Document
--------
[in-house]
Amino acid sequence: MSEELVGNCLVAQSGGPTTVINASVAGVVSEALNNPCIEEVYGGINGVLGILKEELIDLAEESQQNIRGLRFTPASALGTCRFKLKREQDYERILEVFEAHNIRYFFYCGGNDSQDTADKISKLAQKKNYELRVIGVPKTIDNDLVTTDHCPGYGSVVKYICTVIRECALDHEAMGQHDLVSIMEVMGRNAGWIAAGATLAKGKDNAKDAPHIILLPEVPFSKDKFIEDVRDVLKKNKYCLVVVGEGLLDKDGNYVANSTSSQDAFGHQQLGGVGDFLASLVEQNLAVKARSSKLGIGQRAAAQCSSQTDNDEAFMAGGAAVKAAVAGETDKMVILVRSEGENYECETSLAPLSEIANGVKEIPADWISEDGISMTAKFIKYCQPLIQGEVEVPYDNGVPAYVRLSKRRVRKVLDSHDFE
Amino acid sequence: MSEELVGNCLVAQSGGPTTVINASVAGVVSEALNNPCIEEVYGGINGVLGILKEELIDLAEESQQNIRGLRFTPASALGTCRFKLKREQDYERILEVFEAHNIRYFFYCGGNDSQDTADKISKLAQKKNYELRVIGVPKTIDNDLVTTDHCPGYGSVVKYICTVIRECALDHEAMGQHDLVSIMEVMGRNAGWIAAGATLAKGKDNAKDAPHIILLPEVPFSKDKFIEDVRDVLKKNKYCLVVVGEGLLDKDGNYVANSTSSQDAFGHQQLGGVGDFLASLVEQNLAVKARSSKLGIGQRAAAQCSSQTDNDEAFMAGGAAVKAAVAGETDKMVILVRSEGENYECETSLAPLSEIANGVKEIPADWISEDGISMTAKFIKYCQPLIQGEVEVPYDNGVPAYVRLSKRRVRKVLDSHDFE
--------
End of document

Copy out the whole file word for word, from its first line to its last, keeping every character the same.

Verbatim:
[in-house]
Amino acid sequence: MSEELVGNCLVAQSGGPTTVINASVAGVVSEALNNPCIEEVYGGINGVLGILKEELIDLAEESQQNIRGLRFTPASALGTCRFKLKREQDYERILEVFEAHNIRYFFYCGGNDSQDTADKISKLAQKKNYELRVIGVPKTIDNDLVTTDHCPGYGSVVKYICTVIRECALDHEAMGQHDLVSIMEVMGRNAGWIAAGATLAKGKDNAKDAPHIILLPEVPFSKDKFIEDVRDVLKKNKYCLVVVGEGLLDKDGNYVANSTSSQDAFGHQQLGGVGDFLASLVEQNLAVKARSSKLGIGQRAAAQCSSQTDNDEAFMAGGAAVKAAVAGETDKMVILVRSEGENYECETSLAPLSEIANGVKEIPADWISEDGISMTAKFIKYCQPLIQGEVEVPYDNGVPAYVRLSKRRVRKVLDSHDFE
Amino acid sequence: MSEELVGNCLVAQSGGPTTVINASVAGVVSEALNNPCIEEVYGGINGVLGILKEELIDLAEESQQNIRGLRFTPASALGTCRFKLKREQDYERILEVFEAHNIRYFFYCGGNDSQDTADKISKLAQKKNYELRVIGVPKTIDNDLVTTDHCPGYGSVVKYICTVIRECALDHEAMGQHDLVSIMEVMGRNAGWIAAGATLAKGKDNAKDAPHIILLPEVPFSKDKFIEDVRDVLKKNKYCLVVVGEGLLDKDGNYVANSTSSQDAFGHQQLGGVGDFLASLVEQNLAVKARSSKLGIGQRAAAQCSSQTDNDEAFMAGGAAVKAAVAGETDKMVILVRSEGENYECETSLAPLSEIANGVKEIPADWISEDGISMTAKFIKYCQPLIQGEVEVPYDNGVPAYVRLSKRRVRKVLDSHDFE